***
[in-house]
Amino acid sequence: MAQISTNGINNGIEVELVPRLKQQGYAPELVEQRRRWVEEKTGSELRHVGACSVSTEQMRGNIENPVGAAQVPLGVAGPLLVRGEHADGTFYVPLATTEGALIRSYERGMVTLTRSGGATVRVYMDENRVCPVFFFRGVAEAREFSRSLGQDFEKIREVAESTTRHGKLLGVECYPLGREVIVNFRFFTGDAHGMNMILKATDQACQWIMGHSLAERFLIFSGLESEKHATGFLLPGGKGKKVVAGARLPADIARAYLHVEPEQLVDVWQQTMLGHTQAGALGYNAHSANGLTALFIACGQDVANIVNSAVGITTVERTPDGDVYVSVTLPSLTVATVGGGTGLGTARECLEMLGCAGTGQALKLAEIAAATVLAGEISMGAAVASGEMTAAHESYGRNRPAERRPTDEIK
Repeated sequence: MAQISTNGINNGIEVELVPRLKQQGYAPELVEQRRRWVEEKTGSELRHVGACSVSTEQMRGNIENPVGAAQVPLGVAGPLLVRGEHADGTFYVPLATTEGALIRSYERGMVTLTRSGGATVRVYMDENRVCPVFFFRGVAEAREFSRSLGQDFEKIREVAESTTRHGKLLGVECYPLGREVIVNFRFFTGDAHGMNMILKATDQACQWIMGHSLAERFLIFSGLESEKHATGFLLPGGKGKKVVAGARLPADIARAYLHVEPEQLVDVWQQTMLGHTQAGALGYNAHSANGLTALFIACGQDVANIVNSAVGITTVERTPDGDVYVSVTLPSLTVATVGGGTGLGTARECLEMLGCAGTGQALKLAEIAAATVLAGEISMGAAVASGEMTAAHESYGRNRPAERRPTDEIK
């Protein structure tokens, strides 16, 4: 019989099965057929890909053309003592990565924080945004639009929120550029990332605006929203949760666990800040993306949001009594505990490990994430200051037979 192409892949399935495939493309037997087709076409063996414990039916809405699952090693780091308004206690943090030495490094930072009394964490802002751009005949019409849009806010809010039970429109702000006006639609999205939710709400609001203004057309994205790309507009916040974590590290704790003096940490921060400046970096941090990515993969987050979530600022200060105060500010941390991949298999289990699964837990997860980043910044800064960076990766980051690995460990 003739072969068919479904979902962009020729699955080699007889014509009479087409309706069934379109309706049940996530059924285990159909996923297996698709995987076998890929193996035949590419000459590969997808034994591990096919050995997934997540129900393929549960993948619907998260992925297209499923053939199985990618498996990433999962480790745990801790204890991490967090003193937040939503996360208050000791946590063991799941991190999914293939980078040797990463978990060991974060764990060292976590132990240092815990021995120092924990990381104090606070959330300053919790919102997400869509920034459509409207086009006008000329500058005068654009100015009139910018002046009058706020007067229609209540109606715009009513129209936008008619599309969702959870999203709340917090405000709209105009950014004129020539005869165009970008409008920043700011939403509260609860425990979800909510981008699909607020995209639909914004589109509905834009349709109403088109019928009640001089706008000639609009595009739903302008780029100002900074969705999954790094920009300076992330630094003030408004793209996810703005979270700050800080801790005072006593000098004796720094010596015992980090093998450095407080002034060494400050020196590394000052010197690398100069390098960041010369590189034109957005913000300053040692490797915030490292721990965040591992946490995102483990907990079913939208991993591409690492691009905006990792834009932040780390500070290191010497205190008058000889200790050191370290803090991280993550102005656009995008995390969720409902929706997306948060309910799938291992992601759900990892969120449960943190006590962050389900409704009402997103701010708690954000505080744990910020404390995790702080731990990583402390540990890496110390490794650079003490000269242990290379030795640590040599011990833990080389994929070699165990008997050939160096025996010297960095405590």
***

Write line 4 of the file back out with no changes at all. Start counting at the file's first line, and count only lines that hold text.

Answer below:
């Protein structure tokens, strides 16, 4: 019989099965057929890909053309003592990565924080945004639009929120550029990332605006929203949760666990800040993306949001009594505990490990994430200051037979 192409892949399935495939493309037997087709076409063996414990039916809405699952090693780091308004206690943090030495490094930072009394964490802002751009005949019409849009806010809010039970429109702000006006639609999205939710709400609001203004057309994205790309507009916040974590590290704790003096940490921060400046970096941090990515993969987050979530600022200060105060500010941390991949298999289990699964837990997860980043910044800064960076990766980051690995460990 003739072969068919479904979902962009020729699955080699007889014509009479087409309706069934379109309706049940996530059924285990159909996923297996698709995987076998890929193996035949590419000459590969997808034994591990096919050995997934997540129900393929549960993948619907998260992925297209499923053939199985990618498996990433999962480790745990801790204890991490967090003193937040939503996360208050000791946590063991799941991190999914293939980078040797990463978990060991974060764990060292976590132990240092815990021995120092924990990381104090606070959330300053919790919102997400869509920034459509409207086009006008000329500058005068654009100015009139910018002046009058706020007067229609209540109606715009009513129209936008008619599309969702959870999203709340917090405000709209105009950014004129020539005869165009970008409008920043700011939403509260609860425990979800909510981008699909607020995209639909914004589109509905834009349709109403088109019928009640001089706008000639609009595009739903302008780029100002900074969705999954790094920009300076992330630094003030408004793209996810703005979270700050800080801790005072006593000098004796720094010596015992980090093998450095407080002034060494400050020196590394000052010197690398100069390098960041010369590189034109957005913000300053040692490797915030490292721990965040591992946490995102483990907990079913939208991993591409690492691009905006990792834009932040780390500070290191010497205190008058000889200790050191370290803090991280993550102005656009995008995390969720409902929706997306948060309910799938291992992601759900990892969120449960943190006590962050389900409704009402997103701010708690954000505080744990910020404390995790702080731990990583402390540990890496110390490794650079003490000269242990290379030795640590040599011990833990080389994929070699165990008997050939160096025996010297960095405590």